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Dr. Fauci Has Some Stern Warnings About Thanksgiving Gatherings This Year

Dr. Fauci Has Some Stern Warnings About Thanksgiving Gatherings This Year

As we head into fall and winter, many people are figuring out how to have safe holiday gatherings amid COVID-19. And Thanksgiving might look very different this year, Anthony Fauci, M.D., director of the National Institute of Allergy and Infectious Diseases, said in a recent interview with Good Morning America.

To start, Dr. Fauci addressed the current state of COVID-19 infections in the U.S. “It’s quite concerning because we have a baseline of daily infections at approximately 40,000 to 50,000 per day,” he said in the interview, adding that over 30 states have upticks in test positivity as well. That statistic “has proven in the past to be a very good prediction of a surge in cases which ultimately leads to a surge in hospitalizations and then in some individuals that will obviously be an increase in deaths,” Dr. Fauci said.

That’s especially concerning as we head into the cooler fall and winter months. With both COVID-19 and seasonal flu taking off, this time of year is worrying because we know people are likely to be spending more time indoors where the coronavirus is more likely to spread. “You don’t want to be in that compromised position where your baseline daily infection [rate] is high and you are increasing as opposed to going in the other direction,” he said.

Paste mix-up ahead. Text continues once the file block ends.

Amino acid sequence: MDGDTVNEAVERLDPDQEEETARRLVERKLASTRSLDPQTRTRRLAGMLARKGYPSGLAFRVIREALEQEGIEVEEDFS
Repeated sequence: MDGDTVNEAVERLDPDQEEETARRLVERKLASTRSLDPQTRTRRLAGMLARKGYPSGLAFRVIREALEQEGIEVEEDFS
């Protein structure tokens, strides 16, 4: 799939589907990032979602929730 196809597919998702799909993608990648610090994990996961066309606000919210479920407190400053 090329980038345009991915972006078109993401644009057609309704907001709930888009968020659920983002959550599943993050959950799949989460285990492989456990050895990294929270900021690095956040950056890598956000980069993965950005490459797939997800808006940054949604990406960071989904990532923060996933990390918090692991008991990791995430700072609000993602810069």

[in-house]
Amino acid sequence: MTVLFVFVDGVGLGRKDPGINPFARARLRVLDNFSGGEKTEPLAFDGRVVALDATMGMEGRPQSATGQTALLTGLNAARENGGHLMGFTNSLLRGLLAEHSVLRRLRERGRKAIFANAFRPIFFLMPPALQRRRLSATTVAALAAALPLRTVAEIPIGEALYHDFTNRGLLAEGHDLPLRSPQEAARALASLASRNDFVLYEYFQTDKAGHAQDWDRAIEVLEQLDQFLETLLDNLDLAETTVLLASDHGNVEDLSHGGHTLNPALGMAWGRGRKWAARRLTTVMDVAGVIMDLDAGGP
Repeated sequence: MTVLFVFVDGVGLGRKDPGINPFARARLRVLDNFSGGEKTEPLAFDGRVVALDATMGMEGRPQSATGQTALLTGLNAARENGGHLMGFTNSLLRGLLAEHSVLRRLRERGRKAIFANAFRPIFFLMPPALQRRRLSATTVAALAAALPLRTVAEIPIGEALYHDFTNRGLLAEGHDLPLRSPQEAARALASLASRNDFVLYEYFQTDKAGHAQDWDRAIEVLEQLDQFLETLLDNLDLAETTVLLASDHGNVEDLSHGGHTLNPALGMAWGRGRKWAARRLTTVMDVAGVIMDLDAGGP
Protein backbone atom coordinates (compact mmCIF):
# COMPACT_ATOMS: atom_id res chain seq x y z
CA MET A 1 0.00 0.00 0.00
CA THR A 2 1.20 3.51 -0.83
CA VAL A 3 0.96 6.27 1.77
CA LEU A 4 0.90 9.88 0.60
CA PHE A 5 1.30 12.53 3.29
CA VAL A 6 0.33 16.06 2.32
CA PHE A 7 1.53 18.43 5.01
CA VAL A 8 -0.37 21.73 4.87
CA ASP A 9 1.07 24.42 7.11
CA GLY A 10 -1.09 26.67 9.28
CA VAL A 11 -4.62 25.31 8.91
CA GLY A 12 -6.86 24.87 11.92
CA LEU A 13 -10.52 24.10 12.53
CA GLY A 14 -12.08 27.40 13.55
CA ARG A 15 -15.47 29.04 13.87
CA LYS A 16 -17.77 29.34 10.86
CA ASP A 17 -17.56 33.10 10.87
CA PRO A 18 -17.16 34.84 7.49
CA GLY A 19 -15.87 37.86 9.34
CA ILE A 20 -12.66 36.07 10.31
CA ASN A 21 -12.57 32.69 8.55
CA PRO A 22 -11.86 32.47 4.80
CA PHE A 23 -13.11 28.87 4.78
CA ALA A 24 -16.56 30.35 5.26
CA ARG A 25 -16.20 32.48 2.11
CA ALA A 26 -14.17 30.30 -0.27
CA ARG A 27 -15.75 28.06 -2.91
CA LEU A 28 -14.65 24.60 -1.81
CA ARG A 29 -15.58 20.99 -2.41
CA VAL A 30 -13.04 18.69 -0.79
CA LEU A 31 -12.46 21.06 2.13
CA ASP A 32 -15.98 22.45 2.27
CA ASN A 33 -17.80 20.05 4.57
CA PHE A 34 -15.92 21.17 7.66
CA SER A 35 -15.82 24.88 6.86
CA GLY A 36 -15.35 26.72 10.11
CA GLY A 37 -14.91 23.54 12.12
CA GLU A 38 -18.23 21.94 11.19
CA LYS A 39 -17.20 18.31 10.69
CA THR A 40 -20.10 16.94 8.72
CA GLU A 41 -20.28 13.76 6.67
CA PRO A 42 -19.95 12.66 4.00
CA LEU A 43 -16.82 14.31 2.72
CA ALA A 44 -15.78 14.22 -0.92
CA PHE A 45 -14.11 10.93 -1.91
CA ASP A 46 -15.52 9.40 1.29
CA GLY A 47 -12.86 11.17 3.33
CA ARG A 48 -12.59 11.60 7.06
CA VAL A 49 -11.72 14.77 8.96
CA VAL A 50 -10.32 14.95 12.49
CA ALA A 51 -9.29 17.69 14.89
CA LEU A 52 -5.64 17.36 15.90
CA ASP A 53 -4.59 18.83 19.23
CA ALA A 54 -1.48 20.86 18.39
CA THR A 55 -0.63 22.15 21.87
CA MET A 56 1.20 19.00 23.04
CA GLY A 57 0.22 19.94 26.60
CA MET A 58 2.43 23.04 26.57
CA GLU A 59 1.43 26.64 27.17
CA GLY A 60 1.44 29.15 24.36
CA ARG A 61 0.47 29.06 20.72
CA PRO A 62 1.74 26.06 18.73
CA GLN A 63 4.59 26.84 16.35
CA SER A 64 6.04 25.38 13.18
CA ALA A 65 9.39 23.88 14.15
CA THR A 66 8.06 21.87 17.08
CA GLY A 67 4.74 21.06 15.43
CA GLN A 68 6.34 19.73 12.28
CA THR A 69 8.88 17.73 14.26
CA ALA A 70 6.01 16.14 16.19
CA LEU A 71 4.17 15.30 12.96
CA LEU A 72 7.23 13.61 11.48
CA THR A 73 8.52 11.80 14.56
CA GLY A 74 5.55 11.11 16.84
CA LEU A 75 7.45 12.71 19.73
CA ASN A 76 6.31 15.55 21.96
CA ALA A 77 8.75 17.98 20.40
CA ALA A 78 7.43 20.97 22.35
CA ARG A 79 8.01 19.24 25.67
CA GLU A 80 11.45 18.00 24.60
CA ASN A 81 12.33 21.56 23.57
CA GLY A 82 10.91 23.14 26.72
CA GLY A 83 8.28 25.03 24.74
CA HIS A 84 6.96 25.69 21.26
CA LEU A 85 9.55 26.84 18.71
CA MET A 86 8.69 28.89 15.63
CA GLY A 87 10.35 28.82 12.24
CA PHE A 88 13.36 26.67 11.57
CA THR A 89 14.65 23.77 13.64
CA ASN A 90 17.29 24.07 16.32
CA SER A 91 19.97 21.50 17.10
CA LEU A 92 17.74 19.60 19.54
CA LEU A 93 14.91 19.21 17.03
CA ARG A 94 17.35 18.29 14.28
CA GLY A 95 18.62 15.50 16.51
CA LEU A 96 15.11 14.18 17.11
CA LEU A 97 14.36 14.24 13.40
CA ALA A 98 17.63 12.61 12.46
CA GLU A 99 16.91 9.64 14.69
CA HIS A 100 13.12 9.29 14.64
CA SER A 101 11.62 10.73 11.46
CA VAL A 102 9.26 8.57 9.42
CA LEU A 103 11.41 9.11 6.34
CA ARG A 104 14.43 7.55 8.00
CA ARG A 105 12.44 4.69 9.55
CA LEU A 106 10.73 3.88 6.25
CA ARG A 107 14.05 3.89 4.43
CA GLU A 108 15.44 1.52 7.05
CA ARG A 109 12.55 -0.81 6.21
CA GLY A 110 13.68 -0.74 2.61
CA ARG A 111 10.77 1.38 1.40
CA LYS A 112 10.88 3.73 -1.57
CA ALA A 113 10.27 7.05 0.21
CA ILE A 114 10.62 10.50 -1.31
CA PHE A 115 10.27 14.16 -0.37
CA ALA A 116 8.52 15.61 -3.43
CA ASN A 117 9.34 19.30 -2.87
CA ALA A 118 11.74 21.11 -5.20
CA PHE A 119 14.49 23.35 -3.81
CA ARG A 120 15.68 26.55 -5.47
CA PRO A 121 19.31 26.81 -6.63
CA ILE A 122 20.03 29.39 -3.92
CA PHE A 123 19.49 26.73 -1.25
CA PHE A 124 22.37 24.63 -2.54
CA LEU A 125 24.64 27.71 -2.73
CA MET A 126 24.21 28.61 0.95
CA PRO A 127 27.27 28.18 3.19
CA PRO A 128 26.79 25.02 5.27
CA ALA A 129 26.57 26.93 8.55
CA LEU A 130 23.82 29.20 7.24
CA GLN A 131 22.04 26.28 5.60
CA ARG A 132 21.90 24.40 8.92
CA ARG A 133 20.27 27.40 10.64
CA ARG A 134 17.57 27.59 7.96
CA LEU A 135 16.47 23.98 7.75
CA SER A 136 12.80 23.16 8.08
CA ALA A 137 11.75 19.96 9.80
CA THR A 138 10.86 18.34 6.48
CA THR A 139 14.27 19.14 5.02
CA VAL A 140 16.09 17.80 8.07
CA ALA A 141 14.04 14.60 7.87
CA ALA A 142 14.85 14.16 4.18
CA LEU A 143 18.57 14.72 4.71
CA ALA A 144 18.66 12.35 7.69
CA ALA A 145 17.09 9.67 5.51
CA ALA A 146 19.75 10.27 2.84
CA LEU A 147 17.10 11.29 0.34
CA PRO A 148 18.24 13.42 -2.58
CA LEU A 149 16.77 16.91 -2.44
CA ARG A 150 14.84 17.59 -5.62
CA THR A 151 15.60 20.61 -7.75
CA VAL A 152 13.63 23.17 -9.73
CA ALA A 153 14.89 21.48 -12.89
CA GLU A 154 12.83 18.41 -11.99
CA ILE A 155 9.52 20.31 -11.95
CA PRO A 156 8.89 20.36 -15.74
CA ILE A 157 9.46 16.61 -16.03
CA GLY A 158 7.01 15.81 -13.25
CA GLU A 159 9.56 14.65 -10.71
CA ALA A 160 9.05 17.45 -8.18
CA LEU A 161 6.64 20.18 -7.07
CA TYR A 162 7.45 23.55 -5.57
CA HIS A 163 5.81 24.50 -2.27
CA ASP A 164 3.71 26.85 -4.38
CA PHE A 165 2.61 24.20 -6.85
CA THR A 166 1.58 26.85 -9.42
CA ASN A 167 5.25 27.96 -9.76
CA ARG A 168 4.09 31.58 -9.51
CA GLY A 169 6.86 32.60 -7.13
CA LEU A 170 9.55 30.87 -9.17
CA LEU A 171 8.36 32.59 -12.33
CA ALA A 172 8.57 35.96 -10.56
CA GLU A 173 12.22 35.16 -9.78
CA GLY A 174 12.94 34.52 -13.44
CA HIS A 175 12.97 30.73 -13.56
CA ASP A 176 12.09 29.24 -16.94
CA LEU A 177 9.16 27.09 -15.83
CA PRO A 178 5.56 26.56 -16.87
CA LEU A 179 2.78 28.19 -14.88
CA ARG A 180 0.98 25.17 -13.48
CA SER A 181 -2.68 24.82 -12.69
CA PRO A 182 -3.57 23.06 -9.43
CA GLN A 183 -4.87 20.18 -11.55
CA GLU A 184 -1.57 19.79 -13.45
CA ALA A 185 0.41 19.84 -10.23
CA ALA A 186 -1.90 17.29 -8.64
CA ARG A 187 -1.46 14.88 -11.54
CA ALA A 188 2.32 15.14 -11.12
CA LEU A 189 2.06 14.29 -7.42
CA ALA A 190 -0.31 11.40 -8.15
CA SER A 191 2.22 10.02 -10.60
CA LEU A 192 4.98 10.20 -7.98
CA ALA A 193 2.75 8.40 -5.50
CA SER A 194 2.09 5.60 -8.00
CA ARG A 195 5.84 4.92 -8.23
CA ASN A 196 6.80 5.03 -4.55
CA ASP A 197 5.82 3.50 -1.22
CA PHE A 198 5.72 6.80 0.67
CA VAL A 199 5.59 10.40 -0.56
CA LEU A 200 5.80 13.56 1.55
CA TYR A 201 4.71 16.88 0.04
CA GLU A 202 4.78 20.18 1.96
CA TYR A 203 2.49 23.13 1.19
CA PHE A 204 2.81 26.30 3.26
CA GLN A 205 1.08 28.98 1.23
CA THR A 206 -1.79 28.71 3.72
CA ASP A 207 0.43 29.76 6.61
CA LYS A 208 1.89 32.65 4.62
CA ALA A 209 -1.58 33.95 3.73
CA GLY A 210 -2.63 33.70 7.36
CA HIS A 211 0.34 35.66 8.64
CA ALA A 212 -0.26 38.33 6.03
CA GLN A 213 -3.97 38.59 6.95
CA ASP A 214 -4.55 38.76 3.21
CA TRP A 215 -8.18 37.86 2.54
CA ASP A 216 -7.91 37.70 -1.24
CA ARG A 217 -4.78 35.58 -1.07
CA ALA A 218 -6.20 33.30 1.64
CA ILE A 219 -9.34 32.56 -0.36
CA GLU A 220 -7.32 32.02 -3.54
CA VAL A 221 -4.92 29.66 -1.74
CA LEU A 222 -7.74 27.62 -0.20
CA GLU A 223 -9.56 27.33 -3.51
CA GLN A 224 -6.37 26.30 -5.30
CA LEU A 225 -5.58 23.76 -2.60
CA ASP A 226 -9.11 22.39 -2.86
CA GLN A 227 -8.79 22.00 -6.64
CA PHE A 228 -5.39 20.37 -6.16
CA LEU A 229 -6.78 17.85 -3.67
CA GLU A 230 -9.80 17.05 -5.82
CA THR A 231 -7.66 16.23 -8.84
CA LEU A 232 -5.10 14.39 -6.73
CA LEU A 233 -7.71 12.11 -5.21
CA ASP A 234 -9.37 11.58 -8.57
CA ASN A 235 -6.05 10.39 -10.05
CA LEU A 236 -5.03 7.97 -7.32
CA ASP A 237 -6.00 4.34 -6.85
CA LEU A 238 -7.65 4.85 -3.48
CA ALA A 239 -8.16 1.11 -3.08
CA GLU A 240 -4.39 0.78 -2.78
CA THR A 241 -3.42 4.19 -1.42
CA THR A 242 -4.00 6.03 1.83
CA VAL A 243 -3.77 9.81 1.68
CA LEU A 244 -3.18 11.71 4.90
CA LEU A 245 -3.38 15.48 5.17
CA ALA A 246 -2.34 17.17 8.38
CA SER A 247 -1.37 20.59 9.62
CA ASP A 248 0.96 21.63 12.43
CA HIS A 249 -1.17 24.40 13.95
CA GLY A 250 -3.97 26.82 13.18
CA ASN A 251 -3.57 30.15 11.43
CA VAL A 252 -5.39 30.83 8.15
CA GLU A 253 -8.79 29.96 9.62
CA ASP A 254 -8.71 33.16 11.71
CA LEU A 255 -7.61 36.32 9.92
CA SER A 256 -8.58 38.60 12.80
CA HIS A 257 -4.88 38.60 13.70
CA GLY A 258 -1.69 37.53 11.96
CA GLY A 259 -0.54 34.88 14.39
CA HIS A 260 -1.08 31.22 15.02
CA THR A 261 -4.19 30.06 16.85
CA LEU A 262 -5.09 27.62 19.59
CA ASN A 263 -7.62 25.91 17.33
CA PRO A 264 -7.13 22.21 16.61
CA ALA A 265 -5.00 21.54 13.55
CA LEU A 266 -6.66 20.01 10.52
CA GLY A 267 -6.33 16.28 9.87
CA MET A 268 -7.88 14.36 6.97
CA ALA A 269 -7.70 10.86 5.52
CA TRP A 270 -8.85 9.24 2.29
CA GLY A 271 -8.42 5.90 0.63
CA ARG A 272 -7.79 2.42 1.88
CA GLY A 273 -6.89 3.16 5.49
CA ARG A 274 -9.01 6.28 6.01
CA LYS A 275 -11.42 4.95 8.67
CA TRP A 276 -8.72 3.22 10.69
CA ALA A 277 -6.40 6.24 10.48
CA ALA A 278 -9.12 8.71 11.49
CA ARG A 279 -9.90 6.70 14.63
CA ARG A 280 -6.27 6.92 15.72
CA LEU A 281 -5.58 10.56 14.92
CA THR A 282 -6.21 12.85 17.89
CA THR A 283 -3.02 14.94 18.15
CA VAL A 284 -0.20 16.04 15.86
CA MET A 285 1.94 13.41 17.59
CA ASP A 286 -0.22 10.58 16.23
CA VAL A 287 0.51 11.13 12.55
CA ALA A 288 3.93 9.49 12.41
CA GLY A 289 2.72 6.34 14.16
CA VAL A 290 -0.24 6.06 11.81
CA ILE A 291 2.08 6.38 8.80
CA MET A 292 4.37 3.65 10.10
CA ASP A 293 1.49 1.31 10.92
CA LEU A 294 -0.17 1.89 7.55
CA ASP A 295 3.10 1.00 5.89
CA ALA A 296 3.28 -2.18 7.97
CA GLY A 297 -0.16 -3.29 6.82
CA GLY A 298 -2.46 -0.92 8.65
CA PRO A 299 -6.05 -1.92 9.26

So how should we be thinking about gatherings like Thanksgiving as we approach the holiday season? Here’s Dr. Fauci’s Thanksgiving advice: First, he said it’s “understandable” that a lot of us have “traditional, emotional, warm feelings about the holidays and bringing a group of people friends and family together in the house indoors.” 

But, he continued, we have to be careful and each group and individual needs to assess the risk and benefits of traditional gatherings this year—especially if people are coming from out of town, where they may have been on airplanes and other public transportation. 

“If you have vulnerable people—the elderly or people with underlying conditions—you better consider whether you want to do that now or maybe just forestall it and just wait and say, ‘You know, this is an unfortunate and unusual situation and I may not want to take the risk,’” said Dr. Fauci, whose children won’t be coming home for Thanksgiving this year. “But it’s up to the individuals and the choices they make.”

Although having a small dinner indoors with only the people you already live with is a low-risk activity, according to the Centers for Disease Control and Prevention (CDC), larger indoor gatherings with people outside of your household is a high-risk activity. Having a small dinner outdoors with people from your family and your community is a moderate-risk activity, the CDC says. You can make these outdoor gatherings even safer by encouraging people to stay socially distanced, wash their hands frequently, and wear masks, the CDC explains. It also helps to limit the amount of shared surfaces and spaces at the event and limit the amount of people handling food.

In order to have the safest holiday season possible, we need to follow Dr. Fauci’s advice for Thanksgiving and “double down on the fundamental public health measures that we talk about every single day because they can make a difference,” he said. That means wearing face masks when in public, frequent hand-washing, and social distancing. For many people, that probably also means avoiding prolonged indoor gatherings with people who don’t normally live with you, like a traditional Thanksgiving dinner with friends and family from out-of-town.

Source: self.com